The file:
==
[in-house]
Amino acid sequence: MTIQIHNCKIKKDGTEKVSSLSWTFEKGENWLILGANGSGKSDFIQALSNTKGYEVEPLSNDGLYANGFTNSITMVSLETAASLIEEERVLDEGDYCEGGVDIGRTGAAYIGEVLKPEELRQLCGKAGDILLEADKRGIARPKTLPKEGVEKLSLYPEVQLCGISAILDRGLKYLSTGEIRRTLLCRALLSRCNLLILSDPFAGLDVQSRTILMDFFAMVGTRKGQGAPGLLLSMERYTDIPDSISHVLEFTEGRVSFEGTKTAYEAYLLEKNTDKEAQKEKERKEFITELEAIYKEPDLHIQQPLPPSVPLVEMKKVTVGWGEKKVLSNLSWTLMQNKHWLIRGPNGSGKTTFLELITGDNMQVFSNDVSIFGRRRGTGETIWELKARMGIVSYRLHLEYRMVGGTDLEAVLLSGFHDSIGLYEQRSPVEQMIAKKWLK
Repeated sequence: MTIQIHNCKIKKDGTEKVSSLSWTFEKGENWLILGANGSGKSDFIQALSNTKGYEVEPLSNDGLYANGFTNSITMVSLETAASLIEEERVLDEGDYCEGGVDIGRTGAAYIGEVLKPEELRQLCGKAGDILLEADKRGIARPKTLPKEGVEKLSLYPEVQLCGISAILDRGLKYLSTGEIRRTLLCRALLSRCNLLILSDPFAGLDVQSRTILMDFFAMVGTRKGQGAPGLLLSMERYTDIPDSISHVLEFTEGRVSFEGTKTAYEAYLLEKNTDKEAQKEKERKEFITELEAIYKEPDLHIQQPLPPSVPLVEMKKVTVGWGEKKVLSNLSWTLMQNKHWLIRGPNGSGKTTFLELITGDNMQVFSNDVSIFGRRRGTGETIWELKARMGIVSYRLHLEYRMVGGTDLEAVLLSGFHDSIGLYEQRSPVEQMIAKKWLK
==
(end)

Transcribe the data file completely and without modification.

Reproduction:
[in-house]
Amino acid sequence: MTIQIHNCKIKKDGTEKVSSLSWTFEKGENWLILGANGSGKSDFIQALSNTKGYEVEPLSNDGLYANGFTNSITMVSLETAASLIEEERVLDEGDYCEGGVDIGRTGAAYIGEVLKPEELRQLCGKAGDILLEADKRGIARPKTLPKEGVEKLSLYPEVQLCGISAILDRGLKYLSTGEIRRTLLCRALLSRCNLLILSDPFAGLDVQSRTILMDFFAMVGTRKGQGAPGLLLSMERYTDIPDSISHVLEFTEGRVSFEGTKTAYEAYLLEKNTDKEAQKEKERKEFITELEAIYKEPDLHIQQPLPPSVPLVEMKKVTVGWGEKKVLSNLSWTLMQNKHWLIRGPNGSGKTTFLELITGDNMQVFSNDVSIFGRRRGTGETIWELKARMGIVSYRLHLEYRMVGGTDLEAVLLSGFHDSIGLYEQRSPVEQMIAKKWLK
Repeated sequence: MTIQIHNCKIKKDGTEKVSSLSWTFEKGENWLILGANGSGKSDFIQALSNTKGYEVEPLSNDGLYANGFTNSITMVSLETAASLIEEERVLDEGDYCEGGVDIGRTGAAYIGEVLKPEELRQLCGKAGDILLEADKRGIARPKTLPKEGVEKLSLYPEVQLCGISAILDRGLKYLSTGEIRRTLLCRALLSRCNLLILSDPFAGLDVQSRTILMDFFAMVGTRKGQGAPGLLLSMERYTDIPDSISHVLEFTEGRVSFEGTKTAYEAYLLEKNTDKEAQKEKERKEFITELEAIYKEPDLHIQQPLPPSVPLVEMKKVTVGWGEKKVLSNLSWTLMQNKHWLIRGPNGSGKTTFLELITGDNMQVFSNDVSIFGRRRGTGETIWELKARMGIVSYRLHLEYRMVGGTDLEAVLLSGFHDSIGLYEQRSPVEQMIAKKWLK